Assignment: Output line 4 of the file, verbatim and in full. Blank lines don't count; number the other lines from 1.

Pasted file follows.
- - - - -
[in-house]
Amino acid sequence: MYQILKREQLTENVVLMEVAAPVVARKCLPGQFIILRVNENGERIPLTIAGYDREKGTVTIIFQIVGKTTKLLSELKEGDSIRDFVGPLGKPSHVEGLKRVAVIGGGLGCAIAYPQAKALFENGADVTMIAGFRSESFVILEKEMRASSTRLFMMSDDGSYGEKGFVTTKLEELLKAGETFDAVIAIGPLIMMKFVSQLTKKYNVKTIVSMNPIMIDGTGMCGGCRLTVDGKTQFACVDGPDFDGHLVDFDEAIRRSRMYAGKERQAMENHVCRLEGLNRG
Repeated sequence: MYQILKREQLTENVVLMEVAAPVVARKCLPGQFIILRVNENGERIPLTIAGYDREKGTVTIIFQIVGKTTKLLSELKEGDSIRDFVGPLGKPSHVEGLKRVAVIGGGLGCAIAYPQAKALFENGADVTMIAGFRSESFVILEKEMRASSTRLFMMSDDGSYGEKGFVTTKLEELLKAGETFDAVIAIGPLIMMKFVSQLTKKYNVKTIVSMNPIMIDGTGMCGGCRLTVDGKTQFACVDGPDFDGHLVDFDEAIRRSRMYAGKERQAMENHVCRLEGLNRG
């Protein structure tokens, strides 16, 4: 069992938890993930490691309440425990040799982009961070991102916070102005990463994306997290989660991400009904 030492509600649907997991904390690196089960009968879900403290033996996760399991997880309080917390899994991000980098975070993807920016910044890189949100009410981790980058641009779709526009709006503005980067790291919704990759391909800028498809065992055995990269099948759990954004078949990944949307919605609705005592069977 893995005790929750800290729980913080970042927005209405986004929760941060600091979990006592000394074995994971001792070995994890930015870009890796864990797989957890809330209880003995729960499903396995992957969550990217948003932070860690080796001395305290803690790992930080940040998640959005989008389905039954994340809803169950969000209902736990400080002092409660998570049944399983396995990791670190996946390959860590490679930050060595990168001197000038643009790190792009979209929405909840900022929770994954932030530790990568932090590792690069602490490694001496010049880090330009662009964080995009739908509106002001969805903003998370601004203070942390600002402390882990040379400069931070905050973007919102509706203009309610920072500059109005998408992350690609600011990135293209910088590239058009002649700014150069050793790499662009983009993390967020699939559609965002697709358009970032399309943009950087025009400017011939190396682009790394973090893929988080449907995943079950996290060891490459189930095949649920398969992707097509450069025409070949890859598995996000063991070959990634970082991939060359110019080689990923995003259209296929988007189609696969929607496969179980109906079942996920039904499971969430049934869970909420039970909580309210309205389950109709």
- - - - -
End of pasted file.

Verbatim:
């Protein structure tokens, strides 16, 4: 069992938890993930490691309440425990040799982009961070991102916070102005990463994306997290989660991400009904 030492509600649907997991904390690196089960009968879900403290033996996760399991997880309080917390899994991000980098975070993807920016910044890189949100009410981790980058641009779709526009709006503005980067790291919704990759391909800028498809065992055995990269099948759990954004078949990944949307919605609705005592069977 893995005790929750800290729980913080970042927005209405986004929760941060600091979990006592000394074995994971001792070995994890930015870009890796864990797989957890809330209880003995729960499903396995992957969550990217948003932070860690080796001395305290803690790992930080940040998640959005989008389905039954994340809803169950969000209902736990400080002092409660998570049944399983396995990791670190996946390959860590490679930050060595990168001197000038643009790190792009979209929405909840900022929770994954932030530790990568932090590792690069602490490694001496010049880090330009662009964080995009739908509106002001969805903003998370601004203070942390600002402390882990040379400069931070905050973007919102509706203009309610920072500059109005998408992350690609600011990135293209910088590239058009002649700014150069050793790499662009983009993390967020699939559609965002697709358009970032399309943009950087025009400017011939190396682009790394973090893929988080449907995943079950996290060891490459189930095949649920398969992707097509450069025409070949890859598995996000063991070959990634970082991939060359110019080689990923995003259209296929988007189609696969929607496969179980109906079942996920039904499971969430049934869970909420039970909580309210309205389950109709």